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52x36 vs 50x34

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52x36 vs 50x34

Old 09-06-19, 11:40 AM
  #101  
SethAZ
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Went from 53/39 to 50/34 and never looked back. I typically cruise (when I'm alone) in the 18-19mph range, and that leaves me around the 4th or 5th gear up from the highest (smallest cog), so there's plenty of room to go higher if I'm with a group or going downhill or have a raging gale at my back. I used to ride a 9-speed where my custom self-assembled cassette started at 13t, and I only spun out on flat ground once, while on a group ride on flat ground where we got a 25+mph tailwind that brewed up on the return leg of a long bike ride, and we were doing well over 30mph and I spun out. Going down steep, long hills I would eventually spin out and just assume the best aero tuck I could and ride it out. Since I'm no racer, the one time I ever spun out in very unusual conditions (I won't usually ride in a 25mph wind), that gearing was totally acceptable, and gave me the finest shifts in the ranges I rode 99.9% of the time. Having the 34t ring up front is really handy for long hill climbs, and with my new 11-speed starting at 11t I have yet to spin out on the 50t ring. Perhaps with a 35mph tailwind in a group ride I could do it, but I'm hoping I never have to find out.

The one theoretical advantage I could see with 52/36t rings is, depending on the speed and cadence you ride at, is that you might be able to stick closer to the center of your rear cassette and get a more optimized chain line for the very marginal gain that might bring. I doubt that's a good enough reason on its own to switch (and to lose out on the benefits of the 34t ring for steep/long climbs). A young, strong racer may disagree. For everyone else I have a hard time imagining any reason why 50/34t isn't pretty much perfect.
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Old 09-06-19, 02:07 PM
  #102  
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Originally Posted by dagray View Post
by bottom I mean the gears furthest away from the spokes.
Thanks for clarifying! I think that confirms that a 52/36 wouldn't make sense for your riding. You would spend even less time in those gears with bigger chainrings.

BTW, most of us use "bottom" to refer to low gears, i.e. the bigger cogs. And the "top" is where your "top end", highest gears would be, i.e. smaller cogs.
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Old 09-07-19, 02:10 PM
  #103  
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I am building a second bike and ordered a 50/34. I never use my 11 tooth on my road bike with a 52/36. I have just dropped my ego and am making a bike that is a little more practical to what I actually ride.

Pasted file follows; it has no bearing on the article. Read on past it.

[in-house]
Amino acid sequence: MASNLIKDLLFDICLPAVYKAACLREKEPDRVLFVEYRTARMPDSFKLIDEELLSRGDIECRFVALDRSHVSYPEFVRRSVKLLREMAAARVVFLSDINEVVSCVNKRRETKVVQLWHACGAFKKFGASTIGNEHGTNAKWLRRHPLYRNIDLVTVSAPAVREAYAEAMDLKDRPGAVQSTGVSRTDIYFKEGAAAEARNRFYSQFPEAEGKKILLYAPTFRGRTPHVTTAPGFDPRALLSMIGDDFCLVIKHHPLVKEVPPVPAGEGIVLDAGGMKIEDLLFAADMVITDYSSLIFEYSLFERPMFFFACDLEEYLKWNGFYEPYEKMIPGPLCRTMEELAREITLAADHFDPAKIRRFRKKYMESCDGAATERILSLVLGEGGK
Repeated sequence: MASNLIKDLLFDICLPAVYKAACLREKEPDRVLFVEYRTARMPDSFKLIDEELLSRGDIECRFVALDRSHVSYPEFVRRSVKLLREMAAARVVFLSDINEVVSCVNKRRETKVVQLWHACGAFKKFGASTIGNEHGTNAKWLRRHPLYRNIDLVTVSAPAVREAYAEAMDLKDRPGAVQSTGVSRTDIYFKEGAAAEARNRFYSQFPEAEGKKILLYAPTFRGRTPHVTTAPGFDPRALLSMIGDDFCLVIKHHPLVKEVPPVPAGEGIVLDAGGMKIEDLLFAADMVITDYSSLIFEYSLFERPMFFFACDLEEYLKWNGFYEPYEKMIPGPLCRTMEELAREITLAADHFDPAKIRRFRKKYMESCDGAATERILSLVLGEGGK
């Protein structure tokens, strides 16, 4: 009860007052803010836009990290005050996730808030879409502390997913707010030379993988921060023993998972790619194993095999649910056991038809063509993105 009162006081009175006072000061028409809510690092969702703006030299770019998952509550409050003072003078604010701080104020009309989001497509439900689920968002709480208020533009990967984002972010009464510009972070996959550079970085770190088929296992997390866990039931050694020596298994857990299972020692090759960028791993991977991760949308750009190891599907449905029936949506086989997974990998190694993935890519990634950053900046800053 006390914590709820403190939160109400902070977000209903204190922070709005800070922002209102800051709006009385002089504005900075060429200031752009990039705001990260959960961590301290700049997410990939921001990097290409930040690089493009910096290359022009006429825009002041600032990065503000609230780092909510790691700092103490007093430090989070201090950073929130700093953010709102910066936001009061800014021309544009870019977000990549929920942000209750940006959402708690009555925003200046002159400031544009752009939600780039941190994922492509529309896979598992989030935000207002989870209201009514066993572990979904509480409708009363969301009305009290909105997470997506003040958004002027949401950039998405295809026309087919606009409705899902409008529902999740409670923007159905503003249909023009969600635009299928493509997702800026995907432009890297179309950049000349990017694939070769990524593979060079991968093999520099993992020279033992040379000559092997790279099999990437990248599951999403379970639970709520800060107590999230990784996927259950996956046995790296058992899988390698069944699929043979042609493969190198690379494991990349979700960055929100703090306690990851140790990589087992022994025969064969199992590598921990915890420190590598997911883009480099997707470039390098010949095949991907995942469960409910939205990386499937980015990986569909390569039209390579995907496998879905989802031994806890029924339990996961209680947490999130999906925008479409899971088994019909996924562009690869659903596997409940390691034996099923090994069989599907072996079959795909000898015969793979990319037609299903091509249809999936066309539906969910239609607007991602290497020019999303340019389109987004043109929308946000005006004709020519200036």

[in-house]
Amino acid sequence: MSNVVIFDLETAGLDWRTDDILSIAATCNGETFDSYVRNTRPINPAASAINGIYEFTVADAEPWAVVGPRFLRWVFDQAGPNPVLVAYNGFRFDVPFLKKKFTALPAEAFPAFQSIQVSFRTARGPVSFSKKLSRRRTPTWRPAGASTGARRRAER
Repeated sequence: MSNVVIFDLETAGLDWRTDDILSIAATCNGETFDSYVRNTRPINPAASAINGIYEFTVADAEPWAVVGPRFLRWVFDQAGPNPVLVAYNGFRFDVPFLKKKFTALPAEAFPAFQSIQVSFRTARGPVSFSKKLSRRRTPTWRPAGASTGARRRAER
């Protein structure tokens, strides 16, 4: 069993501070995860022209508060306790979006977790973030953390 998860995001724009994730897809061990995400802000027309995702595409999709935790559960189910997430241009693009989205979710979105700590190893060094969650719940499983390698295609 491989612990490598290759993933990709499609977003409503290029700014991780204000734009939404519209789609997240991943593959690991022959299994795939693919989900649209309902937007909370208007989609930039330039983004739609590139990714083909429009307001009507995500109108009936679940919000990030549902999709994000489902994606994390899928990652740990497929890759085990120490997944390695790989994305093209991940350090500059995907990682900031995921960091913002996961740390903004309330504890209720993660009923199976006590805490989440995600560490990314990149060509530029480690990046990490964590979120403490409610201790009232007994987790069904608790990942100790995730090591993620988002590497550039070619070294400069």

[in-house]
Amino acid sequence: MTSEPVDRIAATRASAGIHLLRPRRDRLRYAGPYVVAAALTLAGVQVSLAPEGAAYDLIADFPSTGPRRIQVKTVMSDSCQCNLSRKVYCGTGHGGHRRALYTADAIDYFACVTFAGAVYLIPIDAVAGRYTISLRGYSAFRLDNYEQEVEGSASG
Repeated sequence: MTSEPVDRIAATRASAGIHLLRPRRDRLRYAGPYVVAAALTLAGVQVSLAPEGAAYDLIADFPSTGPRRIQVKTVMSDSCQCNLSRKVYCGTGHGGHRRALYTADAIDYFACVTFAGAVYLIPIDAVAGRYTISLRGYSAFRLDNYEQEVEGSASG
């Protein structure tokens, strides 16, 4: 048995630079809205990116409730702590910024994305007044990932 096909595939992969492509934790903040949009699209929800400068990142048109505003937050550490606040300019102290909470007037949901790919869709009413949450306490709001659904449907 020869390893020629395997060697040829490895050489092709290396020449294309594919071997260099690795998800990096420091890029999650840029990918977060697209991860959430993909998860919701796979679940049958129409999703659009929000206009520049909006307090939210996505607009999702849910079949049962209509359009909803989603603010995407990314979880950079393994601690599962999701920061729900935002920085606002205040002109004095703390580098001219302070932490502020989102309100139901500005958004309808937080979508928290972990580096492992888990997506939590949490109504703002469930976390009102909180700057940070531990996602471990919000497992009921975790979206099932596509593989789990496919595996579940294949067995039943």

Last edited by revivalist; 09-08-19 at 07:32 PM.
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Old 09-09-19, 02:49 AM
  #104  
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Originally Posted by ThermionicScott View Post
BTW, most of us use "bottom" to refer to low gears, i.e. the bigger cogs. And the "top" is where your "top end", highest gears would be, i.e. smaller cogs.
Thanks, that what I thought too, and misunderstood the OP.
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Old 09-09-19, 03:46 AM
  #105  
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If another anecdote counts, here's mine...

My older road bikes both came with the usual 52/42 double common back then, and both are 7 speeds with freewheels. That limits my gearing choices. I could go 8 or 9 with new wheel sets but it isn't a priority.

My main priority is gear steps that don't annoy me, a next-to-lowest gear that I'll use most of the time, and a bailout gear for days when I'm out of gas and don't want to get off and walk.

I bought a few extra chainrings (Vueltas are excellent values, especially the SE Plus ramped and pinned big ring) and experimented, trying each combo for a week or at least two or three rides on roller coaster terrain with full gear shifts.

I've found two combos of chainrings and freewheels that worked great on my old Ironman: a 50/39 with SunRace 13-25. The steps were perfect. If I never had to tackle a 50+ mile hilly route on a tempo paced group ride, that would have been perfect. But I know from experience I tend to fade after 40 miles, so I wanted something with a bailout gear that didn't sacrifice sensible gear steps.

I tried an old Suntour 13-26 but the shifting was clunky compared with the SunRace (which mimics Shimano cogs but even better, with slick chromed cogs that shift like oiled ice). No chainring combo suited the steps I wanted.

Finally I found a combo of a 50/38 chainring and SunRace 13-28 freewheel with good steps to eliminate double and triple shifting, and the 38/28 combo is all I'll need for our local climbs even when my legs are dead. That'll be a keeper for long group rides at a moderate pace.

The Trek 5900 has been more challenging. It weighs at least 5 lbs less, so I can get away with keeping the 52/42 chainrings. But finding the right freewheel combo has been aggravating.

Some gear combos drove me daffy. The worst was a 52/38 on the Trek 5900 with a 13-28 SunRace freewheel. The gearing steps were all wrong so I was double and triple shifting throughout a long group ride. Worse, the chain kept dropping on downshifts. Fortunately a friend put a hand on my back when this occurred on a climb so I could horse the chain back onto the big ring without stopping. After that I stuck with big ring all day and grunted up a few climbs in a 52/24 combo to avoid cross-chaining into the 52/28 combo (and I didn't want to risk ripping the rear derailleur off and crashing either). That sucked and I changed it immediately after getting home.